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I want to compartmentalize different PHP applications on my SL6.4 (RHEL 6.4 rebuild) web server so that they cannot access each others' data. It seems that SELinux might be able to do this, but I am not sure on the details. My question has two parts:

  1. How does SElinux manage PHP scripts running in the Apache process with mod_php? Does the process somehow enter the script context when running the PHP script, or does that only work when scripts are run out-of-process via CGI or FastCGI? If it transitions to a script context to run the PHP script, what keeps a PHP bug from triggering a transition back to the main httpd context? If I need an alternate PHP deployment method, that would be good to know.
  2. How can I separate scripts/applications so that e.g. TinyTinyRSS cannot access things owned by OpenCloud? It looks like I should be able to do this by turning off httpd_unified and providing separate httpd_ttrss_* and httpd_opencloud_* sets of contexts, parallel to httpd_user_foo and httpd_sys_foo. It might even be sufficient for me to use the sys/user distinction without new contexts, given the number of apps I can use. But I haven't found much documentation on exactly what the implications of turning off httpd_unified are, or how to set up different HTTP contexts. Particularly with PHP scripts run via mod_php.

I am fine with creating new SELinux policy modules, but would like some documentation pointing to what I need to make the new policy do and how to make it integrate nicely with the SELinux targeted policy.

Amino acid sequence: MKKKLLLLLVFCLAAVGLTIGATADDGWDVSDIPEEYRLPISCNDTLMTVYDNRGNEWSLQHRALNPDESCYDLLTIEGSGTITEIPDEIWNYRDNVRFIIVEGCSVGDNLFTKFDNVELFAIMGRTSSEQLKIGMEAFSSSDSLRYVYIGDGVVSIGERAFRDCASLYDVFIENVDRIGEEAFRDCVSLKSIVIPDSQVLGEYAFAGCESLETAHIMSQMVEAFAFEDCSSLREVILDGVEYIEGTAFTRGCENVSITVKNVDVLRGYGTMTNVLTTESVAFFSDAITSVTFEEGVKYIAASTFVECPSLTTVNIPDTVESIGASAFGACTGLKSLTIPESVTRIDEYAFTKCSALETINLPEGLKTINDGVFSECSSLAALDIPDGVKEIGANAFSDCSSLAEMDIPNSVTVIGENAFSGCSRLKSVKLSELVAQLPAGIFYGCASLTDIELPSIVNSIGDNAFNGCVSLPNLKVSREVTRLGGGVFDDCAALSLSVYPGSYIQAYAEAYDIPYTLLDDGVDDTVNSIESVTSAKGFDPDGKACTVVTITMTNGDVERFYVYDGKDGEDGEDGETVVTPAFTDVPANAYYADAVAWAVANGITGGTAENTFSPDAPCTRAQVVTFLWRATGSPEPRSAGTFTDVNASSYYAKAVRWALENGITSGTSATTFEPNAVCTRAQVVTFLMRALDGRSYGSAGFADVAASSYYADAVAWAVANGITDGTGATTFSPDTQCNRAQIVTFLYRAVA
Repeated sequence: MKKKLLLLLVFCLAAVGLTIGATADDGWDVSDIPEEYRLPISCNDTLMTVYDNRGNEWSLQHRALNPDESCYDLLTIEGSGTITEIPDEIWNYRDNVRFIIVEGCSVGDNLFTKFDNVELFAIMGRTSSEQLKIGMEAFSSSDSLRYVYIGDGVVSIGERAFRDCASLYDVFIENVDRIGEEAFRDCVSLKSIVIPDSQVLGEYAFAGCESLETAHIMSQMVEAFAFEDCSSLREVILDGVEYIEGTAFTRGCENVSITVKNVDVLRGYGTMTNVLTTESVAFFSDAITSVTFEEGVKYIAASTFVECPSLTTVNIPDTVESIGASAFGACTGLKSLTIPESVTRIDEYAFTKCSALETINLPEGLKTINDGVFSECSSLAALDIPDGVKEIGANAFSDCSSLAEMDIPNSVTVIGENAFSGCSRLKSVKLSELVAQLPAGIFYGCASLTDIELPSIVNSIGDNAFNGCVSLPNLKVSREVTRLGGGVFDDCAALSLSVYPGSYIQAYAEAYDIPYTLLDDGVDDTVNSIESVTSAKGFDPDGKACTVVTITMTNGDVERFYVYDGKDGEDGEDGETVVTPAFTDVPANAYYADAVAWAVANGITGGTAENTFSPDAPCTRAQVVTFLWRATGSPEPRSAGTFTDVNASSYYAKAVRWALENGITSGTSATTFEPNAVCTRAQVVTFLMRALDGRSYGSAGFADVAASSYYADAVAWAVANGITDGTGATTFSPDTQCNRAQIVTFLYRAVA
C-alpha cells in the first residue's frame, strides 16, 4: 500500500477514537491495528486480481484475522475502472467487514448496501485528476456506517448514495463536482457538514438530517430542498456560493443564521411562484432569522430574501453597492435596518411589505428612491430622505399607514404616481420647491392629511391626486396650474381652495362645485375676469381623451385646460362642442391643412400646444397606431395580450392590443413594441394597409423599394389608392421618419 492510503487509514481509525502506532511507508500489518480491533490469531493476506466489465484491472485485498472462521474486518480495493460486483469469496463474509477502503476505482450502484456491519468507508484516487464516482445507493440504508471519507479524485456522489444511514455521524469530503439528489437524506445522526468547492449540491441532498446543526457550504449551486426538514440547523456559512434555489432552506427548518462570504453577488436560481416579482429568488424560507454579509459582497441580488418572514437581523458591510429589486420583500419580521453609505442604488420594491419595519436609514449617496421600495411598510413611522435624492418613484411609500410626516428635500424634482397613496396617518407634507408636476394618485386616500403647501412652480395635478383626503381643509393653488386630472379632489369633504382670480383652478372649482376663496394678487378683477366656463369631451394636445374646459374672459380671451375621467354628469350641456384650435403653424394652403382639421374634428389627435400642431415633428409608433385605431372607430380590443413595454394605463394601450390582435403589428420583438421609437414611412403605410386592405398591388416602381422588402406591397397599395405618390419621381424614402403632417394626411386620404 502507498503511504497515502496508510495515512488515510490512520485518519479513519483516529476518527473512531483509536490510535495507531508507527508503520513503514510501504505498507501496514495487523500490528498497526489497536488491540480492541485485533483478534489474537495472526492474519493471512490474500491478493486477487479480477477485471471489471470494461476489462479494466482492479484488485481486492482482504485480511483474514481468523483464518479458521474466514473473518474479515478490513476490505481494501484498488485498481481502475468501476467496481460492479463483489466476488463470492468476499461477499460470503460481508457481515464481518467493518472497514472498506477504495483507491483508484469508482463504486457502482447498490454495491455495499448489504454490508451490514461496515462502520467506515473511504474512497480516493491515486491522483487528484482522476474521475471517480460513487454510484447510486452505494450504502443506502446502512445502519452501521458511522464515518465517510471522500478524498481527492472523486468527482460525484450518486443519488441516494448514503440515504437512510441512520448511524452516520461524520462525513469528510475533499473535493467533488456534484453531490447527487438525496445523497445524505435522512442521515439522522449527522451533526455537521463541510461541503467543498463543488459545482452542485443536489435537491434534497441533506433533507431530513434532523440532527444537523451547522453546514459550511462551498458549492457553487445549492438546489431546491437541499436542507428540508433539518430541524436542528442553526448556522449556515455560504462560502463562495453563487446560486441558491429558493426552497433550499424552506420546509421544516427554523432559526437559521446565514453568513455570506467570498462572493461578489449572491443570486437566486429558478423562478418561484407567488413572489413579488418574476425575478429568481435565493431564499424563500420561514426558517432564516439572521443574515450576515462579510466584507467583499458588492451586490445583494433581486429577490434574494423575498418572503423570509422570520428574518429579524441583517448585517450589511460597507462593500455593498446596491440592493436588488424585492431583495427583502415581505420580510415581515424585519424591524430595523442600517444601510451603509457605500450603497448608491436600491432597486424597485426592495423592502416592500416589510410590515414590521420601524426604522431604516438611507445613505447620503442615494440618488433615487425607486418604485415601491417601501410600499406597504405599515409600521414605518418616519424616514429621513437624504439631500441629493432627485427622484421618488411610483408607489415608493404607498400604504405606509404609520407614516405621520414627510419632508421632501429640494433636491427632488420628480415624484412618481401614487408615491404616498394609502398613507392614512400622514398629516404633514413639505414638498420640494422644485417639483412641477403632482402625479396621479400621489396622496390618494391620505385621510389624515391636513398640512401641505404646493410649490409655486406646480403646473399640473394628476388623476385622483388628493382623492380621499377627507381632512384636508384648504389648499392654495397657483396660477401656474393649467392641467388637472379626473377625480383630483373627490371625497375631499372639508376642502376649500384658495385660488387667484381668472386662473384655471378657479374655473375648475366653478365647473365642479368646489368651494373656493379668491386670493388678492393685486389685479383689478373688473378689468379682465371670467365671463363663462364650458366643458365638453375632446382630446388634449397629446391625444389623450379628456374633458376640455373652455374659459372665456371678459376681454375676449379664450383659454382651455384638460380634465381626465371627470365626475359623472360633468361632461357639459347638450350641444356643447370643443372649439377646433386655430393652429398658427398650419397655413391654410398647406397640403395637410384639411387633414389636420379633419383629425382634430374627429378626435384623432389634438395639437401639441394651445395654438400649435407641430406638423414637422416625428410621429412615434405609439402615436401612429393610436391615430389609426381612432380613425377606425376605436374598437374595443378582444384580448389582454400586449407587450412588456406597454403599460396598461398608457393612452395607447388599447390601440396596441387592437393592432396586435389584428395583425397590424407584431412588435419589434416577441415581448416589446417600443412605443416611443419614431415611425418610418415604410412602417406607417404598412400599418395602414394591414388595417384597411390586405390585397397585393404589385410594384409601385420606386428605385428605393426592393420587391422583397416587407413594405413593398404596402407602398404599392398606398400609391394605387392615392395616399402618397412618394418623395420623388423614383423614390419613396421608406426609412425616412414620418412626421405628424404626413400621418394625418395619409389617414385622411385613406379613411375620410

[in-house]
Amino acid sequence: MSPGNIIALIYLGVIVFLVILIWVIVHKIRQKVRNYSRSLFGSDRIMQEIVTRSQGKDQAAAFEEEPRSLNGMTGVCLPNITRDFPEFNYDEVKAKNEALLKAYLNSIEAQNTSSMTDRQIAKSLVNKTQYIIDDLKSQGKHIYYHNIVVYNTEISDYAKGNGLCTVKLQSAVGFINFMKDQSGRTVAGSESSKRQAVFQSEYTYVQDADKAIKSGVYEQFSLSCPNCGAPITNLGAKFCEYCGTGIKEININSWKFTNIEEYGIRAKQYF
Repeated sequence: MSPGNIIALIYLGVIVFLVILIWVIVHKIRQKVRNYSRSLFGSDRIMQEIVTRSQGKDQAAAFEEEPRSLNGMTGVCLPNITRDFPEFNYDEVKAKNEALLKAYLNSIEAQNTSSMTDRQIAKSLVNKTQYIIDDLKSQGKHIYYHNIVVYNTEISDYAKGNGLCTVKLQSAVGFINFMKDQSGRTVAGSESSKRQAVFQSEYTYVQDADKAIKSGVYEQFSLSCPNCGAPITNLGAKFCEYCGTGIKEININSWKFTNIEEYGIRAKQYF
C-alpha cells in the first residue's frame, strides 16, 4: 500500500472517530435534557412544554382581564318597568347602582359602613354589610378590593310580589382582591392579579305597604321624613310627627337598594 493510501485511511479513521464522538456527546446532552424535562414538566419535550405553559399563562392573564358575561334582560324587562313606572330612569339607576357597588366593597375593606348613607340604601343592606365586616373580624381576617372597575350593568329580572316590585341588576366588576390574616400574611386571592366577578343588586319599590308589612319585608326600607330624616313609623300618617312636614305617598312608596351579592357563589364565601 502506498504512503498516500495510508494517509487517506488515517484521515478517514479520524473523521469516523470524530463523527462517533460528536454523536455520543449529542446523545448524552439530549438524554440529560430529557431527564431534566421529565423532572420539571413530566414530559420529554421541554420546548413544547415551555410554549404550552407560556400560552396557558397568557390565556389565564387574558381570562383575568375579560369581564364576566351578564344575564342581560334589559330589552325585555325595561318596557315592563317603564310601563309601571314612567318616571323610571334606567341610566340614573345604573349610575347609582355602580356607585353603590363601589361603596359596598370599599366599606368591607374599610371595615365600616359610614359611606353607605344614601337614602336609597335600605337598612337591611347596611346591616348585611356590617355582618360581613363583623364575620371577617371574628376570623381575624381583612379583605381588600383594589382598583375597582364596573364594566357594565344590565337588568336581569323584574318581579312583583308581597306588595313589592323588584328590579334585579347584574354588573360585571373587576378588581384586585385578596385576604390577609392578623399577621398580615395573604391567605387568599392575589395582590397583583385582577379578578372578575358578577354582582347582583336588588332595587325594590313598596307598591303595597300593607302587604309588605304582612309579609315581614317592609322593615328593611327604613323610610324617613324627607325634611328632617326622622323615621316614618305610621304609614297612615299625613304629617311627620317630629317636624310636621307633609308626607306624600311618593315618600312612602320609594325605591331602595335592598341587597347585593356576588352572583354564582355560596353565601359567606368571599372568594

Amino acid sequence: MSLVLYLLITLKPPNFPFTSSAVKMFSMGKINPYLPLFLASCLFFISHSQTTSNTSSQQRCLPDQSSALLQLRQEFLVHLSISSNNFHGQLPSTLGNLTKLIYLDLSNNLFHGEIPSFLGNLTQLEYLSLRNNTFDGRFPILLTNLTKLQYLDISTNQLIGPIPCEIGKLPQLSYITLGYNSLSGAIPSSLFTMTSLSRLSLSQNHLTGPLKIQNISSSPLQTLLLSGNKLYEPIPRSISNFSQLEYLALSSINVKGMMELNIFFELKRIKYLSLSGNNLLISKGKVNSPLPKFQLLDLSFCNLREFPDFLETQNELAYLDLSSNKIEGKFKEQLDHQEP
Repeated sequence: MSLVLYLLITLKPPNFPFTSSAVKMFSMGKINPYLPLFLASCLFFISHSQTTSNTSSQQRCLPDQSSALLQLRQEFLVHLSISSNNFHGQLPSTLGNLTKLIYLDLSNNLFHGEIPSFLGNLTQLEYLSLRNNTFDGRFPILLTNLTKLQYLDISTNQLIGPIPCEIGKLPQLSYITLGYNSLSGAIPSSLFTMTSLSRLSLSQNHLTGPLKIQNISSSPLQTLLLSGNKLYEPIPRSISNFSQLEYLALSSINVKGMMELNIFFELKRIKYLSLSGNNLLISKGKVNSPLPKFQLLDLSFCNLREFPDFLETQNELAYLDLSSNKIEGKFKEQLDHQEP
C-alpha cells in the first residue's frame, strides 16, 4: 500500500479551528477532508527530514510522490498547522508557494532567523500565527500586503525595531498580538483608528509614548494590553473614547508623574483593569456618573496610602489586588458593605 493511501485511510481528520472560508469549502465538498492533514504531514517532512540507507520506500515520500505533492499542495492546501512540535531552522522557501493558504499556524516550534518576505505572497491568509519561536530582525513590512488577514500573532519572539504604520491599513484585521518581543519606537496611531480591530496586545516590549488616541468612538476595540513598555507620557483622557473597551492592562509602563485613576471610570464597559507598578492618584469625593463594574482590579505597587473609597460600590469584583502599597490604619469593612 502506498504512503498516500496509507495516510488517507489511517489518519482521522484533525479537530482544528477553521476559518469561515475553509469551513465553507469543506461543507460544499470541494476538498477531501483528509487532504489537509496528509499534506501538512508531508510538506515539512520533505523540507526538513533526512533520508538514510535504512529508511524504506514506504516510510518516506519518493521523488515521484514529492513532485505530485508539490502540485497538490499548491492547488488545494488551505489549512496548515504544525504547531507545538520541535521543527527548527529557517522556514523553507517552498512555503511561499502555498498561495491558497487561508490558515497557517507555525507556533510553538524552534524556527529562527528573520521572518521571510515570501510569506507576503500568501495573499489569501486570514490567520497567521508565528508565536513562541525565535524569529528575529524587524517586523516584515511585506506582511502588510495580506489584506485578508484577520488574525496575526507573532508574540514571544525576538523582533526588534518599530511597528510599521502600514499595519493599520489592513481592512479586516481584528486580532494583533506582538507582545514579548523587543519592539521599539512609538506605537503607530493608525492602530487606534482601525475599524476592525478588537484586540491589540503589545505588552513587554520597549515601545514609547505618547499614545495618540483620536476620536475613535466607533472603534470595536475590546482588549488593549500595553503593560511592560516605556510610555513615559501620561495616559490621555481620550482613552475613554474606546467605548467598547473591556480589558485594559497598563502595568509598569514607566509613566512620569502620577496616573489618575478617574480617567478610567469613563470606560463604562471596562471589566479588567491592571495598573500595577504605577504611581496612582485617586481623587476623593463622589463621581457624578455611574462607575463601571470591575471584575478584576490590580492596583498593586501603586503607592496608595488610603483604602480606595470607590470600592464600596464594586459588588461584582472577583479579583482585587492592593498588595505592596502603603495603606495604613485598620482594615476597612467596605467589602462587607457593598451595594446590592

If it is a lost cause to try to do this separation just with SELinux and I need to spin up separate httpds in different contexts, or possibly even LXC containers, that would be a useful answer as well.

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This can be dependant on the means by which you want to run php, you tagged 'mod-php' but just wanted to confirm that is the method you want to employ. –  Matthew Ife Apr 19 '13 at 18:00
    
@MIfe I am currently using mod_php, but am open to switching to a different deployment method if it makes it easier. –  Michael Ekstrand Apr 19 '13 at 18:05
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1 Answer

The best way to acheive this level of seperation is to not use type transitions but category / MCS transitions. This acts a little like the svirt implementation in the libvirt KVM stuff.

OK, the first thing you're going to need to do is download a httpd module called mod_selinux. Its been floating around in the fedora repos for quite some time, but has never really made it into the EL6 systems unfortunately.

In any case, you can rebuild the package from fedora sources. I did this on a fedora machine but you can just download the same package from a mirror. I used F16 as a base as it runs httpd-2.2.

yumdownloader --source mod_selinux --releaserver=16
...
mod_selinux-2.2.2454-3.fc15.src.rpm                        |  23 kB   00:00

Then when downloaded, rebuild on your EL6 box.

rpmbuild --rebuild mod_selinux-2.2.2454-3.fc15.src.rpm